This post is part of a series called “Big Kid Bedtime Problems” with certified sleep consultant Hadley Seward. So far, he’s introduced some general bedtime guidelines as well as specific tricks for parents of big kids (toddlers and up) who find their nighttime routines spiraling out of control.

Today Hadley has some advice on how to determine the right bedtime for your family. 


Most kids are going to bed too late.

Current research shows that our children’s’ bedtimes have been creeping later and later since the 1970s. At the same time, the school day is out-of-whack with most families’ schedules and we’re all a little guilty of over-scheduling our kids during their downtime.

The result? A nation of kids and tweens who are chronically overtired.

Research also shows that most children thrive with consistent, earlier bedtimes. This is because not all sleep is created equal: the quality of sleep is oftentimes more important than the quantity. Throughout the night we cycle between light and deep sleep, but we have a much greater percentage of deep sleep during the first half of the night. So a child who sleeps from 7pm – 6am will get more restorative sleep than one who sleeps from 9pm – 8am, even though both will have slept for 11 hours total.

Is there an ideal time for every kid to be in bed? Unfortunately not. Your child’s bedtime should be responsive to their daytime sleep (if any) and their activity levels during the day. If I had to put a number on it, I’d say that 7pm is a good bedtime for most 4-6 year olds and 8pm is good for most  7-9 year olds. But, in the end, it comes down to observing your child and playing detective to see if your current bedtime really works.

A few guidelines to help you out:

1) Don’t worry about other families’ bedtimes. If your friend/mom/a well-intentioned stranger is giving you shit about your child’s early bedtime, invite them to come over to put your overtired monster to bed. If an early bedtime works for your family, ignore all well-intentioned advice otherwise.

2) Take an honest look at how your child is acting 5pm and onwards. Remember that oftentimes overtired looks like just like not-at-all-tired. Does your child have a total meltdown every night at 7pm? Does she seem tired at dinnertime, but then has a huge burst of energy, running around like a banshee? Does she struggle with bedtime? Does it take her more than 30-45 minutes to fall asleep? Does she wake up overnight and/or at 5:30am or earlier? All of these are indicators that her body is T-I-R-E-D and she needs to go to bed earlier.

3) What’s logistically possible for your family? If you’re not home from work until 7pm, then a 7:15pm bedtime probably won’t work. But if you determine that your child truly needs to go to bed earlier, try to find creative solutions to make that happen. For families with two working parents, it may be that weekday bedtimes have to be later than you’d like, but you can compensate with an early bedtime on the weekends to help them to catch up on sleep.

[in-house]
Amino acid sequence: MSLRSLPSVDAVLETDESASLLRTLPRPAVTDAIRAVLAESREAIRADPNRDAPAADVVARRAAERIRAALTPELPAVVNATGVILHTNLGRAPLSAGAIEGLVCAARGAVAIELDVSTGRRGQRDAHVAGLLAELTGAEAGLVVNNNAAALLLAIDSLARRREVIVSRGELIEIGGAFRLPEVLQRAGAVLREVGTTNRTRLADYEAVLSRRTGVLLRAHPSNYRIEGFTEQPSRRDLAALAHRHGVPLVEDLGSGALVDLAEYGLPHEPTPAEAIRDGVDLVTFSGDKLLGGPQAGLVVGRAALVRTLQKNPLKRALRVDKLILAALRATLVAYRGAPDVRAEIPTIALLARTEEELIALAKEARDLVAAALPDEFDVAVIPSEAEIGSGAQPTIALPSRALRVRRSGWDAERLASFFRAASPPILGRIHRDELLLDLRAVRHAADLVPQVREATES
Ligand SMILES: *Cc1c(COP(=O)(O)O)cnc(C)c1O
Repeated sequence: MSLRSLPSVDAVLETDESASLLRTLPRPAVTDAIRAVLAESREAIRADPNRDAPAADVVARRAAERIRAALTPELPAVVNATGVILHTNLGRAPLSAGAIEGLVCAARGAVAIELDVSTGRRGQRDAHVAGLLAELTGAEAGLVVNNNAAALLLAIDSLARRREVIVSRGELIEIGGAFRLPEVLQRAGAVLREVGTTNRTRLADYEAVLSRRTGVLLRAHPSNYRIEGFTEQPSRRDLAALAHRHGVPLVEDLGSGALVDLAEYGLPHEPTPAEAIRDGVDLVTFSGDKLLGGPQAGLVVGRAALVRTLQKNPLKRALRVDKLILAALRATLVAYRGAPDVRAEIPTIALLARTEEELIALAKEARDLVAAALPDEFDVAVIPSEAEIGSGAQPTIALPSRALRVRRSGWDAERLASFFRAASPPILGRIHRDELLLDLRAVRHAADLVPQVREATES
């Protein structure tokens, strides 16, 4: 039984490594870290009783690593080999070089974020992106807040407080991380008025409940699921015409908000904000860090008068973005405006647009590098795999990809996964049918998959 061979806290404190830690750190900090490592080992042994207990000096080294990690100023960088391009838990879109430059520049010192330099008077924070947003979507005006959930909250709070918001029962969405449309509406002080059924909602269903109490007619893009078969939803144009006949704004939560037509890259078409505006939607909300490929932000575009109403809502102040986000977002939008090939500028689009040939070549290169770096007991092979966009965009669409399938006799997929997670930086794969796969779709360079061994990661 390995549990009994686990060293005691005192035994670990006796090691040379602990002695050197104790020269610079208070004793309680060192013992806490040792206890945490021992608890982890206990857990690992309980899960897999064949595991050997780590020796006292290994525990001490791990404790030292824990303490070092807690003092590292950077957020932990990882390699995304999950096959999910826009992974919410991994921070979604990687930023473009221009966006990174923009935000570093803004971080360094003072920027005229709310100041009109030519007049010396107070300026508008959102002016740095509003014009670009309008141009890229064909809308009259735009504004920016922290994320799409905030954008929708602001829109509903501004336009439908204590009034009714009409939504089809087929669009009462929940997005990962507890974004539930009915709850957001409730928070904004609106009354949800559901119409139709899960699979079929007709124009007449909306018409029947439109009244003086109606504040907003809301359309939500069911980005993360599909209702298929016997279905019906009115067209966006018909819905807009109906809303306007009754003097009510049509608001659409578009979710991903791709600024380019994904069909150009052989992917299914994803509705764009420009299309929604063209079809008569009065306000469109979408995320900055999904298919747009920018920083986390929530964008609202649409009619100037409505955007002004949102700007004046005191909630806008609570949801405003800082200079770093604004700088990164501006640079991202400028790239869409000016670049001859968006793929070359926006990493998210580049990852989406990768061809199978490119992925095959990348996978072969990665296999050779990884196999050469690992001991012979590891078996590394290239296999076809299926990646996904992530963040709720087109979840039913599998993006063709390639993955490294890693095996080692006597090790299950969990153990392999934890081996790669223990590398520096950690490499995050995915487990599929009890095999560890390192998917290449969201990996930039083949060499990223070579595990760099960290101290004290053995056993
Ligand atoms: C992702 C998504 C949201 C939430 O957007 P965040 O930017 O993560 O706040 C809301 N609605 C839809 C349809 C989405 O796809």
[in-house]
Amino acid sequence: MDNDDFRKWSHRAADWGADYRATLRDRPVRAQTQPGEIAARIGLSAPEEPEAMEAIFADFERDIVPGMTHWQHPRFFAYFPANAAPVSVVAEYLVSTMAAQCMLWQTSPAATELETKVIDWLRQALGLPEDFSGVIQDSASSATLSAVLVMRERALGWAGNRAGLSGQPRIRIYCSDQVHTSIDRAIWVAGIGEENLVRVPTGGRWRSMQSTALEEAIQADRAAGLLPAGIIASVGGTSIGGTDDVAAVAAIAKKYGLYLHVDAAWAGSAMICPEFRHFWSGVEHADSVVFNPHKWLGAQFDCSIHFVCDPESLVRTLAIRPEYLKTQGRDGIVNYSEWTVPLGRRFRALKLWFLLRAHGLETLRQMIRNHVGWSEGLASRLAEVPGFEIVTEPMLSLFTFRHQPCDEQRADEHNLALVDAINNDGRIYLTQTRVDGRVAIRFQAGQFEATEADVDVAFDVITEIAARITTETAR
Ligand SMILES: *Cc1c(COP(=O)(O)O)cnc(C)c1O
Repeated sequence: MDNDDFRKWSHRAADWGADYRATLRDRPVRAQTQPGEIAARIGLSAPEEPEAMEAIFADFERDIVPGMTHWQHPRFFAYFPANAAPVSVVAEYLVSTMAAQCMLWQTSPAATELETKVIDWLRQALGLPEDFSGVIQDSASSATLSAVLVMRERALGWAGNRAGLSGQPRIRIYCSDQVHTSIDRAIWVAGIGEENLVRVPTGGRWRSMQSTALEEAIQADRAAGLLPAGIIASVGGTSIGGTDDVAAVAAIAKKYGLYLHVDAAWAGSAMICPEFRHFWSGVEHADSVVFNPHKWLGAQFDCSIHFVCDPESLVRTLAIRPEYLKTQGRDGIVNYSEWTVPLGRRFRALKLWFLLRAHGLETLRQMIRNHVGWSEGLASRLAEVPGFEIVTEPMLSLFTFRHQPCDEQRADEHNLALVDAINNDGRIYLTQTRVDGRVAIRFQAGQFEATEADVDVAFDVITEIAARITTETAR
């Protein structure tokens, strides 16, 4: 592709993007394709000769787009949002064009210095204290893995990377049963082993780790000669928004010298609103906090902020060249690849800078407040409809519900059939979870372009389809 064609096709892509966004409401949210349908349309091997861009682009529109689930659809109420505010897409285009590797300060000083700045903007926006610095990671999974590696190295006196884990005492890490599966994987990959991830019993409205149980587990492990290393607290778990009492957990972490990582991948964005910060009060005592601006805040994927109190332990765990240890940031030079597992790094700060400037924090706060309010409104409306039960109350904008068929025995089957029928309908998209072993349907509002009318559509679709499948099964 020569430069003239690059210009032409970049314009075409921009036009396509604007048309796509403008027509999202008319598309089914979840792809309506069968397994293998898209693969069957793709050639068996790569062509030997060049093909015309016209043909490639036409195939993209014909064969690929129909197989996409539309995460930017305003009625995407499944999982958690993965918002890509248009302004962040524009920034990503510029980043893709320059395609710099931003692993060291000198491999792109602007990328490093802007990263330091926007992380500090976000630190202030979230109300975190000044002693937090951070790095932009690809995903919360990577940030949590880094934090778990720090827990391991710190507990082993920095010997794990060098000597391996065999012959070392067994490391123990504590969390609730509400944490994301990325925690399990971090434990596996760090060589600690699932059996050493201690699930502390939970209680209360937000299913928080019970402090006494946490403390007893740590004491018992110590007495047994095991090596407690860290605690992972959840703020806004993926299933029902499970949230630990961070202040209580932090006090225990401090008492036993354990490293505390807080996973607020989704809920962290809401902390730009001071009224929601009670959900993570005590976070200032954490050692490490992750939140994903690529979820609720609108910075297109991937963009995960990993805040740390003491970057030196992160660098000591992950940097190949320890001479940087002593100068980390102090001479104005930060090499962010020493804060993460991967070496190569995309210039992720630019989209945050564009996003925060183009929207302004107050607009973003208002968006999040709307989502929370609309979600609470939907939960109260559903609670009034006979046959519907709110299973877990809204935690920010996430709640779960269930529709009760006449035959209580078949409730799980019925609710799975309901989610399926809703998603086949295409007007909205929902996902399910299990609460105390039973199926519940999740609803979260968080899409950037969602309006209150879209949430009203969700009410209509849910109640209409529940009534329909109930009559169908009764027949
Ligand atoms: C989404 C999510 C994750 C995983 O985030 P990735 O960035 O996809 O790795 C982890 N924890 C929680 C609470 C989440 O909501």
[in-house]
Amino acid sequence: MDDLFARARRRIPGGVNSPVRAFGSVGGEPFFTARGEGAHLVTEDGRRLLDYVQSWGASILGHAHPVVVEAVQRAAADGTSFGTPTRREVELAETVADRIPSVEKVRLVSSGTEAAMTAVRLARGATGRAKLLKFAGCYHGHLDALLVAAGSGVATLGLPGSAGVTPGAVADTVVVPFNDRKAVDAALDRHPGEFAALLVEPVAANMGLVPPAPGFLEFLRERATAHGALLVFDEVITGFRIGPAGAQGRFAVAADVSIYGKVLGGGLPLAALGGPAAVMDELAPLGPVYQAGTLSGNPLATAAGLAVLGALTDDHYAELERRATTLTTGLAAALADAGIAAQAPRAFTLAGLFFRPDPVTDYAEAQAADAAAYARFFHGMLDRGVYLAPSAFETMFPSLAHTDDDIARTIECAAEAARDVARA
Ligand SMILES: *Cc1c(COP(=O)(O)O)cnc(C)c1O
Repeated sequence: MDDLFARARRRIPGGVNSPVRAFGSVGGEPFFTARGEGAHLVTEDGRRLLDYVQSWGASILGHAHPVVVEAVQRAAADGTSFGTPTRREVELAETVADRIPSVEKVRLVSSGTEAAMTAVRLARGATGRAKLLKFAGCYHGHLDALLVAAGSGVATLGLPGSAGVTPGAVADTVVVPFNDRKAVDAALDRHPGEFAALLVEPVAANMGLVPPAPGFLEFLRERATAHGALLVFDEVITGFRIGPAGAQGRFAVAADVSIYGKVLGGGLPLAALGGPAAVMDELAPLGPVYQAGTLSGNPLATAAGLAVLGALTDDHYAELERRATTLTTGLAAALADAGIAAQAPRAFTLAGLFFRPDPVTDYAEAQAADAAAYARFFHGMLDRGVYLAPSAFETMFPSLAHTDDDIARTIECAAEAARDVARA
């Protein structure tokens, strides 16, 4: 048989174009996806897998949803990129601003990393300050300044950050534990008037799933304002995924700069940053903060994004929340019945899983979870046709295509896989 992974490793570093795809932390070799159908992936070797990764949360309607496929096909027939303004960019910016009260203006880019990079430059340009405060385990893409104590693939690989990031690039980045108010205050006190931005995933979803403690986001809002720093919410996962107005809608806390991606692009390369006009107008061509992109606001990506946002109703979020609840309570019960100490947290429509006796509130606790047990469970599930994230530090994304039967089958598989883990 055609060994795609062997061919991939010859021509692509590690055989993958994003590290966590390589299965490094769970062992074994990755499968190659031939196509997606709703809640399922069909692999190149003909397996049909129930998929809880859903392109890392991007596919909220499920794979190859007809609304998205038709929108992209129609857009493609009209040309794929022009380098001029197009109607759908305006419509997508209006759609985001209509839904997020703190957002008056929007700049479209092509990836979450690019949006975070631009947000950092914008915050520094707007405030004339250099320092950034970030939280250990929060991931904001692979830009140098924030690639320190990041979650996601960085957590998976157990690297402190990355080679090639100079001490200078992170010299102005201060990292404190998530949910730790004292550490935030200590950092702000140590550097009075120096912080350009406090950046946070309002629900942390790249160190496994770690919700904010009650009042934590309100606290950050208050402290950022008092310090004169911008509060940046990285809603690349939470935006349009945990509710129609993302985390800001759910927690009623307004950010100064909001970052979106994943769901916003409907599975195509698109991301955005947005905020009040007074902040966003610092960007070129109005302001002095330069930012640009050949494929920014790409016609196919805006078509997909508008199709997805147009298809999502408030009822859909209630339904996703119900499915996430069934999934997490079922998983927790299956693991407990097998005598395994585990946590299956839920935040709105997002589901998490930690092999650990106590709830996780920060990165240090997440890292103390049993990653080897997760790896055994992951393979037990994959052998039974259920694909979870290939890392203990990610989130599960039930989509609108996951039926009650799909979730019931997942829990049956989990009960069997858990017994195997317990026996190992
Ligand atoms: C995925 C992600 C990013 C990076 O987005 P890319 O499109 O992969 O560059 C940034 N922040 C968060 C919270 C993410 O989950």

What about parents who have 2+ kids of different ages who may need different bedtimes?

1) The first question is, when do your kids realistically need to be in bed? If you have a 7 and 8 1/2 year old, then they probably can have the same bedtime. If you have a 2 year old and a 5 year old, I can say with almost 100% certainty that one of them will need to be in bed before the other.

2) Is there a happy medium? Sometimes there is, especially if your older kid is happy to hang out in bed with a flashlight and a book until she’s ready for Snoozeville. The one thing you want to avoid is keeping the younger kid up until it’s time for the older child to go to bed. Your younger one will likely think it’s unfair that she has to go to bed first, but you’re the parent and you make the rules.

3) Lastly, decide if you want to do one joint routine or two separate ones. Different families have different preferences. Some want a one-and-done bedtime routine. Others want to keep them separate either to accommodate different bedtimes or so that each child gets some special time at the end of the day. You do what works in your household, as long as it ends with everyone getting into bed at an age-appropriate time.

Lastly, I want to say that it’s absolutely important that kids spend time with their parents. I don’t think that sleep trumps all other things. But sometimes we have to weigh the quality versus quantity of time. If your child needs to be in bed at 7pm but wakes up at 6am, then I would designate the mornings as the dedicated parent-kid time. (We do this and my husband has “special time” with each child in the mornings, since he’s not home from work early enough to see them at night). If your partner can’t make it home from work until just before bedtime, then my recommendation is that the bedtime routine become your partner’s domain so that they can calmly (oh-so-calmly!) get some quality one-on-one time with the kids.

Finding the right bedtime for your child can be tough, especially if it’s earlier than you’d like. I realize that it’s easy for me to lecture you from afar— after all, I’m not the one rearranging your schedules to make an early bedtime happen. But I’ve been there and know the struggle, especially at the beginning, while your family adjusts.

Is it tough? Yes. But is it worth it? 100%. Your child will be much more well-rested and less grumpy and, as an added bonus, you’ll get some extra adult time each night.

Get that Netflix queue ready and enjoy the quiet.

Hadley Seward is the mama of two and a pediatric sleep consultant living in New York City. She works with exhausted parents to help their kids get more sleep. Meet her at @_bonnenuitbaby.